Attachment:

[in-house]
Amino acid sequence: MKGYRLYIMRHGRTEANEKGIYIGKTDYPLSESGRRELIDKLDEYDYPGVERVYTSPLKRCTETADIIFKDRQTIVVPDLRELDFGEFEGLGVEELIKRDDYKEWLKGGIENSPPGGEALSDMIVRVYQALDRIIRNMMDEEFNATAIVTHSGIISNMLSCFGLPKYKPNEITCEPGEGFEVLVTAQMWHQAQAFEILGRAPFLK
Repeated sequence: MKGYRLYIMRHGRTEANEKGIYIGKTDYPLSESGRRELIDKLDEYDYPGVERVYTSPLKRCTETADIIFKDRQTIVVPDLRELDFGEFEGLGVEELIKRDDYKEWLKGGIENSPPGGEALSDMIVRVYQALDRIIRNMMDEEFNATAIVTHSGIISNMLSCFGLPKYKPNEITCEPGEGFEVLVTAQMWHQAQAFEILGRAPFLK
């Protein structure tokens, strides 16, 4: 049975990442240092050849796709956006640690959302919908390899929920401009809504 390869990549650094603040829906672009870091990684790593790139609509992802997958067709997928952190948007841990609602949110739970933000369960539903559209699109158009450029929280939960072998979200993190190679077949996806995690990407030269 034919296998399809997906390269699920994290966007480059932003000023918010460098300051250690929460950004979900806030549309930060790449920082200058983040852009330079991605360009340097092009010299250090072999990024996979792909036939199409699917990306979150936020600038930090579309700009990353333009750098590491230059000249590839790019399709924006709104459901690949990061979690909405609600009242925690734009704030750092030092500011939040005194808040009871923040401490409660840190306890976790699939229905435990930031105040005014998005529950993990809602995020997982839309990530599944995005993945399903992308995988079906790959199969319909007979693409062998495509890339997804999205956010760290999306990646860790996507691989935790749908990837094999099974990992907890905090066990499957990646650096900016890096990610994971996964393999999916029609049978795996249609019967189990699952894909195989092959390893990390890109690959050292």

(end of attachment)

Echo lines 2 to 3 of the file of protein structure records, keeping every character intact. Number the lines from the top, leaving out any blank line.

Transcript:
Amino acid sequence: MKGYRLYIMRHGRTEANEKGIYIGKTDYPLSESGRRELIDKLDEYDYPGVERVYTSPLKRCTETADIIFKDRQTIVVPDLRELDFGEFEGLGVEELIKRDDYKEWLKGGIENSPPGGEALSDMIVRVYQALDRIIRNMMDEEFNATAIVTHSGIISNMLSCFGLPKYKPNEITCEPGEGFEVLVTAQMWHQAQAFEILGRAPFLK
Repeated sequence: MKGYRLYIMRHGRTEANEKGIYIGKTDYPLSESGRRELIDKLDEYDYPGVERVYTSPLKRCTETADIIFKDRQTIVVPDLRELDFGEFEGLGVEELIKRDDYKEWLKGGIENSPPGGEALSDMIVRVYQALDRIIRNMMDEEFNATAIVTHSGIISNMLSCFGLPKYKPNEITCEPGEGFEVLVTAQMWHQAQAFEILGRAPFLK